This weekend I had the great fortune of attending the Society for American Baseball Research annual convention.SABR40 Convention Graphic | SABR40 was hosted by the Magnolia Chapter in the city of Atlanta.  At the time of submitting my registration for the conference, I was living just south of the city and expected to make an easy commute to and from home to partake in the panels and discussions on the agenda.  However since that time, the family has begun a transition to pursue opportunities in New England, so the commute now included a plane flight.  Fortunately, (or not so fortunately) the house is still on the market and I was able to take care of some home maintenance upon my return to Atlanta, while also attending the convention.

My overall impression is that there are many incredibly smart individuals with extraordinary passion driving their pursuit of greater knowledge of the game of baseball. I was in awe of the exquisite detail included in the member presentations, while thoroughly enjoying the exchanges during the panel discussions.

Here are some notes:

My first event was Thursday evening and the panel discussion of Women Baseball Writers held at Charis Books and More in the Little Five Points district of Atlanta. The panel consisted of Dorothy Seymour Mills, Christina Kahrl and Cecilia Tan. Also listed on the panel was Judith Testa who was unable to attend for some reason.  I was looking forward to seeing Judith since I had done a Cover the Bases podcast with her about her biography of Sal Maglie.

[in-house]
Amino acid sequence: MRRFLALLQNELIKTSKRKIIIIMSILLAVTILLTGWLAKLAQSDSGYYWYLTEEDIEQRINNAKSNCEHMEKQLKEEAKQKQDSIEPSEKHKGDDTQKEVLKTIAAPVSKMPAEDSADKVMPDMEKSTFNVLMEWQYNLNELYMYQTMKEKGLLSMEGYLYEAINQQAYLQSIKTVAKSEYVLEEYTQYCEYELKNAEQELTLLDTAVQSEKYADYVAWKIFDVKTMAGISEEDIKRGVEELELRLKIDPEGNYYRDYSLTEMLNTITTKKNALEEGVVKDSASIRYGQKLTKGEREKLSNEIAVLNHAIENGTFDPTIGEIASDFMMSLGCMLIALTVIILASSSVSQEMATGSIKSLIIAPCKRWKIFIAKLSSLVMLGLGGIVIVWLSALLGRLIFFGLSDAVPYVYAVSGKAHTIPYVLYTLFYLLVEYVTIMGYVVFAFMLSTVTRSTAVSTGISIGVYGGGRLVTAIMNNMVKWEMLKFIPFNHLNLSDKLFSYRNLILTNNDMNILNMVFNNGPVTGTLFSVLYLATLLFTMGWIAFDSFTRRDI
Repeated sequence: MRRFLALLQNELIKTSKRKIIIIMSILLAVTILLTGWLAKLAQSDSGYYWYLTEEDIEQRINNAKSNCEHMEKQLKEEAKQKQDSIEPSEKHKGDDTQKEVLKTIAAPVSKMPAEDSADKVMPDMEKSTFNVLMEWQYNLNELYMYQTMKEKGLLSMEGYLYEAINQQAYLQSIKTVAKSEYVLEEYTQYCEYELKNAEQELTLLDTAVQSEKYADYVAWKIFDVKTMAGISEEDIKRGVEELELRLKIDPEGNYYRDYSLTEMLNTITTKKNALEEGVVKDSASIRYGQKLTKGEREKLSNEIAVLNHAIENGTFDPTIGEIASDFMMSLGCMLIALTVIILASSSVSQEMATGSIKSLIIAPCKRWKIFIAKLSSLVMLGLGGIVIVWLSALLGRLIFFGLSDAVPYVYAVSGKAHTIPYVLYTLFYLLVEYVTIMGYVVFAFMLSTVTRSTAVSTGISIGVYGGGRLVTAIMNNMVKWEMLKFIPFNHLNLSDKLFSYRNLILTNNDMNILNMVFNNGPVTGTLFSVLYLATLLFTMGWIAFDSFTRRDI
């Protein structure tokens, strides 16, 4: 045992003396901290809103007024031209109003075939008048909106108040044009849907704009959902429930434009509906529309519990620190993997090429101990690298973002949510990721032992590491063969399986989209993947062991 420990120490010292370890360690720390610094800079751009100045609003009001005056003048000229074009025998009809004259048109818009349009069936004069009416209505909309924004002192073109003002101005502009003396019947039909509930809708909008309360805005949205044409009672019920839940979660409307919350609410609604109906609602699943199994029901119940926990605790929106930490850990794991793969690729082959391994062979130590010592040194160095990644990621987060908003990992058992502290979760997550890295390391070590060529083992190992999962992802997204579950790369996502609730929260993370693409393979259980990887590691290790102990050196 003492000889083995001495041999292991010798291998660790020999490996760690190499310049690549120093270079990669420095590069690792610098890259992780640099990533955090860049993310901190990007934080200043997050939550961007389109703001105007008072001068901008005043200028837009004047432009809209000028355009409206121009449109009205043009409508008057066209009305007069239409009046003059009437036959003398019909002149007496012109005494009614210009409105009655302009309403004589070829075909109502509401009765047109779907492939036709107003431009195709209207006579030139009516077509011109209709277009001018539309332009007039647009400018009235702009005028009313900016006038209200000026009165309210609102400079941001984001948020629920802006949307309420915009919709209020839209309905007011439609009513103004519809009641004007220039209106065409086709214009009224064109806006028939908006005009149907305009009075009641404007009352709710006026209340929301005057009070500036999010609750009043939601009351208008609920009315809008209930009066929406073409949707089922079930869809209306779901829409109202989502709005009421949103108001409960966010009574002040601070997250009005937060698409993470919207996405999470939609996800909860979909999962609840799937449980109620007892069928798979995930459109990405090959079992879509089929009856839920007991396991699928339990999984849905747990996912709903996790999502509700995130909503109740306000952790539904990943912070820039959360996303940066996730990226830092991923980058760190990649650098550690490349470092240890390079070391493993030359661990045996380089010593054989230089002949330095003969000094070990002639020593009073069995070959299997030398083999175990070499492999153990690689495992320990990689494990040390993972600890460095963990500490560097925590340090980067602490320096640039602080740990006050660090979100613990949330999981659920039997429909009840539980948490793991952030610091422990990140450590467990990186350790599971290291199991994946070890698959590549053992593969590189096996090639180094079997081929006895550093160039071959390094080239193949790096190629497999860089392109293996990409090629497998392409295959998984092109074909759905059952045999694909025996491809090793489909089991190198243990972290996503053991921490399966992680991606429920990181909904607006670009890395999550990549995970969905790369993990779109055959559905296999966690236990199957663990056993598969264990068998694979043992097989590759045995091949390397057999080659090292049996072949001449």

• Cecilia is also a previous guest on the podcast, so it was great to meet her this night and to see her throughout the weekend live blogging on her site Cecilia read the introduction and a favorite passage of her book The 50 Greatest Games in Yankee History
  • Dorothy Seymour Mills discussed her work with her husband and colleague Harold Seymour, as well as her biography A Woman’s Work and her recent book Chasing Baseball.
  • I was really impressed with Christina Kahrl’s story of building up the Baseball Prospectus from it’s initial beginnings to an essential publication for serious baseball fans.  She has succeeded in collaborating on the annuals inspired by the Bill James Baseball Abstracts.